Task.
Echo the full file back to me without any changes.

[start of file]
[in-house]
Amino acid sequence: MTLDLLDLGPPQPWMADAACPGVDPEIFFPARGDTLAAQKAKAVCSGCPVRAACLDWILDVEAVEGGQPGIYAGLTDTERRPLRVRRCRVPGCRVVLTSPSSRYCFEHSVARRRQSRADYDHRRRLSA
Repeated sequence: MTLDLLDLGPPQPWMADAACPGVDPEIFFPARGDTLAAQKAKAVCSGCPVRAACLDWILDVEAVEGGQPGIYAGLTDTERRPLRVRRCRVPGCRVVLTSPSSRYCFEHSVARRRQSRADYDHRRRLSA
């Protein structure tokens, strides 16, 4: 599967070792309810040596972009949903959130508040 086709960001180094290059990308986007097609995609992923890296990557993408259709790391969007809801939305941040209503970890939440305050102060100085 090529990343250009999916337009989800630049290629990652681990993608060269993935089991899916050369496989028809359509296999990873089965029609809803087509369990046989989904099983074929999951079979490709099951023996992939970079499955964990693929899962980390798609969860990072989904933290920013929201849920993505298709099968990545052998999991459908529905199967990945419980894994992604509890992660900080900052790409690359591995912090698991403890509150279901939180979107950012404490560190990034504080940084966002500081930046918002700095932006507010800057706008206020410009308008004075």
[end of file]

[in-house]
Amino acid sequence: MTLDLLDLGPPQPWMADAACPGVDPEIFFPARGDTLAAQKAKAVCSGCPVRAACLDWILDVEAVEGGQPGIYAGLTDTERRPLRVRRCRVPGCRVVLTSPSSRYCFEHSVARRRQSRADYDHRRRLSA
Repeated sequence: MTLDLLDLGPPQPWMADAACPGVDPEIFFPARGDTLAAQKAKAVCSGCPVRAACLDWILDVEAVEGGQPGIYAGLTDTERRPLRVRRCRVPGCRVVLTSPSSRYCFEHSVARRRQSRADYDHRRRLSA
């Protein structure tokens, strides 16, 4: 599967070792309810040596972009949903959130508040 086709960001180094290059990308986007097609995609992923890296990557993408259709790391969007809801939305941040209503970890939440305050102060100085 090529990343250009999916337009989800630049290629990652681990993608060269993935089991899916050369496989028809359509296999990873089965029609809803087509369990046989989904099983074929999951079979490709099951023996992939970079499955964990693929899962980390798609969860990072989904933290920013929201849920993505298709099968990545052998999991459908529905199967990945419980894994992604509890992660900080900052790409690359591995912090698991403890509150279901939180979107950012404490560190990034504080940084966002500081930046918002700095932006507010800057706008206020410009308008004075």